Article

Cough-generated aerosols of Pseudomonas aeruginosa and other Gram-negative bacteria from patients with cystic fibrosis.

Department of Respiratory Medicine, Royal Children's Hospital and Health Service District, Brisbane, Australia.
Thorax (Impact Factor: 8.38). 08/2009; 64(11):926-31. DOI: 10.1136/thx.2008.112466
Source: PubMed

ABSTRACT Pseudomonas aeruginosa is the most common bacterial pathogen in patients with cystic fibrosis (CF). Current infection control guidelines aim to prevent transmission via contact and respiratory droplet routes and do not consider the possibility of airborne transmission. It was hypothesised that subjects with CF produce viable respirable bacterial aerosols with coughing.
A cross-sectional study was undertaken of 15 children and 13 adults with CF, 26 chronically infected with P aeruginosa. A cough aerosol sampling system enabled fractioning of respiratory particles of different sizes and culture of viable Gram-negative non-fermentative bacteria. Cough aerosols were collected during 5 min of voluntary coughing and during a sputum induction procedure when tolerated. Standardised quantitative culture and genotyping techniques were used.
P aeruginosa was isolated in cough aerosols of 25 subjects (89%), 22 of whom produced sputum samples. P aeruginosa from sputum and paired cough aerosols were indistinguishable by molecular typing. In four cases the same genotype was isolated from ambient room air. Approximately 70% of viable aerosols collected during voluntary coughing were of particles <or=3.3 microm aerodynamic diameter. P aeruginosa, Burkholderia cenocepacia, Stenotrophomonas maltophilia and Achromobacter xylosoxidans were cultivated from respiratory particles in this size range. Positive room air samples were associated with high total counts in cough aerosols (p = 0.003). The magnitude of cough aerosols was associated with higher forced expiratory volume in 1 s (r = 0.45, p = 0.02) and higher quantitative sputum culture results (r = 0.58, p = 0.008).
During coughing, patients with CF produce viable aerosols of P aeruginosa and other Gram-negative bacteria of respirable size range, suggesting the potential for airborne transmission.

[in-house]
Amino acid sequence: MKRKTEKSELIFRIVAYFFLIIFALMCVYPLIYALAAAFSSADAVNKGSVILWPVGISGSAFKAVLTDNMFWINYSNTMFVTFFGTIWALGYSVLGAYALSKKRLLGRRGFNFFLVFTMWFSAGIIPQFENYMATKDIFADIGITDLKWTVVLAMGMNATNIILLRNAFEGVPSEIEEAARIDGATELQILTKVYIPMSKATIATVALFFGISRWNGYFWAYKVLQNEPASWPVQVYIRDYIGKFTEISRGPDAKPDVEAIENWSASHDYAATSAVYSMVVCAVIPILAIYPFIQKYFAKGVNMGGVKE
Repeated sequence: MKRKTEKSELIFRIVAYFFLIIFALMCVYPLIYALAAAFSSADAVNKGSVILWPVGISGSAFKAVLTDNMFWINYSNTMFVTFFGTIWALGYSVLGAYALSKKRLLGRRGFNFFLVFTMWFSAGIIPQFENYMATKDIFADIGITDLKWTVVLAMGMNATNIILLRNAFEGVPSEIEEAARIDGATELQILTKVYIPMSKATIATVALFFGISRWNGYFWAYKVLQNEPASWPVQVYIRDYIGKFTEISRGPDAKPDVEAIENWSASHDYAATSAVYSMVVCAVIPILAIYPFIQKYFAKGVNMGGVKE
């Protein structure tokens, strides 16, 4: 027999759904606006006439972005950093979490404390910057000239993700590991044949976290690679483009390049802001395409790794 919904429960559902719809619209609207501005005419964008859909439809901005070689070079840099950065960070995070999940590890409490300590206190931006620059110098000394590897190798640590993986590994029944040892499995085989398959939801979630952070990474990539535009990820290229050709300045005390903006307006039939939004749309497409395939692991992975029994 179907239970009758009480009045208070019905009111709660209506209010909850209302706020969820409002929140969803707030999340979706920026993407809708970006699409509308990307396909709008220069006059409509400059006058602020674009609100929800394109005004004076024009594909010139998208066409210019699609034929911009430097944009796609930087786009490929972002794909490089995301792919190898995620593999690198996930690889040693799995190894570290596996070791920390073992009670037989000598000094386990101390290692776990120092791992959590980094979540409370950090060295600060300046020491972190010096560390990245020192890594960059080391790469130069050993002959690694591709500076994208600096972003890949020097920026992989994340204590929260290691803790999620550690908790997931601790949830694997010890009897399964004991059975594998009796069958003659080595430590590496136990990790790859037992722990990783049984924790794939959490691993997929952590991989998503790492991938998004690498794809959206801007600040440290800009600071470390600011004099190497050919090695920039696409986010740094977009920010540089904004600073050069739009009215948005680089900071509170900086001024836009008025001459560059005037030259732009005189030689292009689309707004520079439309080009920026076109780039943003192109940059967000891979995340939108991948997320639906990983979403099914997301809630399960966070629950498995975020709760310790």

0 Bookmarks
 · 
254 Views
  • Source
    08/2014; 35(S1):S1-S67.
  • [Show abstract] [Hide abstract]
    ABSTRACT: Influenza remains a significant threat to public health, yet there is significant uncertainty about the routes of influenza transmission from an infectious source through the environment to a receptor, and their relative risks. Herein, data pertaining to factors that influence the environmental mediation of influenza transmission are critically reviewed, including: frequency, magnitude and size distribution and virus expiration, inactivation rates, environmental and self-contact rates, and viral transfer efficiencies during contacts. Where appropriate, two-stage Monte Carlo uncertainty analysis is used to characterize variability and uncertainty in the reported data. Significant uncertainties are present in most factors, due to: limitations in instrumentation or study realism; lack of documentation of data variability; or lack of study. These analyses, and future experimental work, will improve parameterization of influenza transmission and risk models, facilitating more robust characterization of the magnitude and uncertainty in infection risk.
    Risk Analysis 03/2011; 31(8):1226-42. · 2.28 Impact Factor
  • Source
    [Show abstract] [Hide abstract]
    ABSTRACT: Aerosol transmission routes of respiratory viruses have been classified by the WHO on the basis of equilibrium particle size. Droplet transmission is associated with particles sized >5 µm in diameter and airborne transmission is associated with particles sized ≤5 µm in diameter. Current infection control measures for respiratory viruses are directed at preventing droplet transmission, although epidemiological evidence suggests concurrent airborne transmission also occurs. Understanding the size of particles carrying viruses can be used to inform infection control procedures and therefore reduce virus transmission. This study determined the size of particles carrying respiratory viral RNA produced on coughing and breathing by 12 adults and 41 children with symptomatic respiratory infections. A modified six-stage Andersen Sampler collected expelled particles. Each stage was washed to recover samples for viral RNA extraction. Influenza A and B, parainfluenza 1, 2 and 3, respiratory syncytial virus (RSV), human metapneumovirus and human rhinoviruses (hRV) were detected using RT-PCR. On breathing, 58% of participants produced large particles (>5 µm) containing viral RNA and 80% produced small particles (≤5 µm) carrying viral RNA. On coughing, 57% of participants produced large particles containing viral RNA and 82% produced small particles containing viral RNA. Forty five percent of participants produced samples positive for hRV viral RNA and 26% of participants produced samples positive for viral RNA from parainfluenza viruses. This study demonstrates that individuals with symptomatic respiratory viral infections produce both large and small particles carrying viral RNA on coughing and breathing. J. Med. Virol. © 2013 Wiley Periodicals, Inc.
    Journal of Medical Virology 08/2013; · 2.37 Impact Factor

Full-text (3 Sources)

View
50 Downloads
Available from
May 28, 2014